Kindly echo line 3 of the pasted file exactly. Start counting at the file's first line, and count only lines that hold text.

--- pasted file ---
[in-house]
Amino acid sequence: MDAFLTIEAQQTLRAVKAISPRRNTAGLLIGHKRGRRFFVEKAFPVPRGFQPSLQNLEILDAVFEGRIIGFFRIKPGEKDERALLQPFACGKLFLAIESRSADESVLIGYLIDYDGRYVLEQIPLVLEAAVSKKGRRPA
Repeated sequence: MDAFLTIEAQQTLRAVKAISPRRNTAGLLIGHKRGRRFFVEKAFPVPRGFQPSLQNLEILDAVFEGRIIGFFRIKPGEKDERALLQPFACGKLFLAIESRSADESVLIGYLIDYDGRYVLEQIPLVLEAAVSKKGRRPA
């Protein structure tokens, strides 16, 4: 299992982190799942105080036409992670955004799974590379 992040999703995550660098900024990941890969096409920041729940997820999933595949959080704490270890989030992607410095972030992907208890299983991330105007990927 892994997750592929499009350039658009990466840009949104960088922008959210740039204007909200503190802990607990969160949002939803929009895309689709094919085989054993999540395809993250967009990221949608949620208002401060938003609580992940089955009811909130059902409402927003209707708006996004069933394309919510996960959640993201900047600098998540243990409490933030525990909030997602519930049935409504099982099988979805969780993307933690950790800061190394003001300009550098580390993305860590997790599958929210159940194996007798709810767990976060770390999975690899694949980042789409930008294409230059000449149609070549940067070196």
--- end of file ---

Repeated sequence: MDAFLTIEAQQTLRAVKAISPRRNTAGLLIGHKRGRRFFVEKAFPVPRGFQPSLQNLEILDAVFEGRIIGFFRIKPGEKDERALLQPFACGKLFLAIESRSADESVLIGYLIDYDGRYVLEQIPLVLEAAVSKKGRRPA